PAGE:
After my keynote at the Training 2015 Conference & Expo in Atlanta, it was clear that many of the leaders in charge of learning and human resources were already positive themselves. The challenge comes when trying to broadcast that positive mindset to others at your company to fuel engagement and performance. At a time when many organizations are struggling with high stress loads and low levels of engagement, the key is to sustain the drive of positive leaders while transforming the negative ones from toxic to thriving.
My research at the Institute of Applied Positive Research shows that not only is it possible to broadcast positive messages to raise business outcomes such as engagement, performance, and profitability, but that there is a scientifically based way to do it to more effectively get your message across. This is the focus of my new book coming out this month, “Broadcasting Happiness: The Science of Igniting and Sustaining Positive Change.” Here, I’ll share with you some of the research findings featured in the book and how to apply them to make you even more successful at creating a positive culture at work. Specifically, I’ll focus on two of the seven strategies covered: Activating the 31 and using the Power Lead. But first let me explain why this research is so important in today’s business world.
YOU ARE A BROADCASTER
We need to change the way we talk about change. At the height of the greatest economic downturn since the Great Depression, I was thrust onto the national stage as a news anchor for CBS News. As one who believes journalists are there to serve the public good, I took the responsibility of covering the day’s news very seriously. But as I quickly saw, serious news coverage often gets confused with covering all of the ills facing our world, with only minutes left over to talk about things that already are working well. Leaders at organizations regularly use the same approach during important opportunities to communicate to their teams, including performance reviews, shareholder meetings, and quarterly updates. They mistakenly believe that focusing on the areas for improvement is the best way to create success. That stunts performance instead of spurring it. Focusing disproportionately on the negative can leave us feeling helpless and hopeless. More importantly, we miss out on uncovering valuable information that could help us improve our companies, schools, and families.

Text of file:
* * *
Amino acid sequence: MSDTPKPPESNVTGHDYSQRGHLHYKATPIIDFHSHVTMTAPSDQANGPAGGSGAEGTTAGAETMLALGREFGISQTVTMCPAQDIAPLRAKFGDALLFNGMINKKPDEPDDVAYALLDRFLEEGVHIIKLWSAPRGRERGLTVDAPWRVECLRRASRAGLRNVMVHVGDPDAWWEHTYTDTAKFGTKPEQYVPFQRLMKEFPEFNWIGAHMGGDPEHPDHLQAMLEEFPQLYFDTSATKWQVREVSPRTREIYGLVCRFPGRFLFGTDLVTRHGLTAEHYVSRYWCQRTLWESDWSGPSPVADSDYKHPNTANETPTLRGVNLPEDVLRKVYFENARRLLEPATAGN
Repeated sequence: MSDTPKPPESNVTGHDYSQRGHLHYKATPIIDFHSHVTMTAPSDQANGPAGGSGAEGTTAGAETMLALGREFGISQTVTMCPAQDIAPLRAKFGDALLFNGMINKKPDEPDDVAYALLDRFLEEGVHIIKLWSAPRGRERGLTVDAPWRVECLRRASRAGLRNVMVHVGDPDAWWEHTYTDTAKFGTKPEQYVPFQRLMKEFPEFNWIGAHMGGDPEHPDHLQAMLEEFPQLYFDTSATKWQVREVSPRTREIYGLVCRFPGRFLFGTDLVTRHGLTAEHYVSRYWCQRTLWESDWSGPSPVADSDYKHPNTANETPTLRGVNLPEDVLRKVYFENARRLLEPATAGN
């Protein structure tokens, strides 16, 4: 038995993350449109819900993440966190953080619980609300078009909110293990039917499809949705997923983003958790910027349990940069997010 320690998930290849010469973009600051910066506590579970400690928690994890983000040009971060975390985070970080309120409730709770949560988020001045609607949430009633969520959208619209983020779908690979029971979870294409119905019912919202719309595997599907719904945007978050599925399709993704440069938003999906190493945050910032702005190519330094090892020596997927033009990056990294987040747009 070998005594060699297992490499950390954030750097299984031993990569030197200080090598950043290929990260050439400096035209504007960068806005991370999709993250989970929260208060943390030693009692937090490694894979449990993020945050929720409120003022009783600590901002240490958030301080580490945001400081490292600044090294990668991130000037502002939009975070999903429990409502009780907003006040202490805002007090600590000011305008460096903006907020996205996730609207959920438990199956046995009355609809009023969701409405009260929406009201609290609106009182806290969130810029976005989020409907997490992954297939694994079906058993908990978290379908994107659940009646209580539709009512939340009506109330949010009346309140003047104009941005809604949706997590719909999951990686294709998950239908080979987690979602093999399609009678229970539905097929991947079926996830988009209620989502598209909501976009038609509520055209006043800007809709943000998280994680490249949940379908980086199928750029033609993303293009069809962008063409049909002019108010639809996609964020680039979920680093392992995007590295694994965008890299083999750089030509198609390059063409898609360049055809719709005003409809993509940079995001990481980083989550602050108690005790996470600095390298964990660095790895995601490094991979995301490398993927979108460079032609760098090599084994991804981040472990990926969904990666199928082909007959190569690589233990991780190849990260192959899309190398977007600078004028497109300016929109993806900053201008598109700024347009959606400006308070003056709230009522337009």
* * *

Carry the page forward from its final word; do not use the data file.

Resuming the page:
At CBS, we changed our story and got the biggest viewer response of the year. Instead of simply covering heart-wrenching stories of people losing their homes, jobs, and retirement savings, we devoted an entire week of programming to an interview series called Happy Week. With the help of positive psychology authors and researchers, we discussed actionable strategies to foster happiness in the midst of challenges. Prompted by the potential I saw to spark change by shifting our story, I traded in my anchor desk at CBS News for a research lab at the University of Pennsylvania to study news media and happiness while earning a Master’s in Positive Psychology. What I quickly came to realize is that we all possess the same power broadcasters have to create positive change in the world.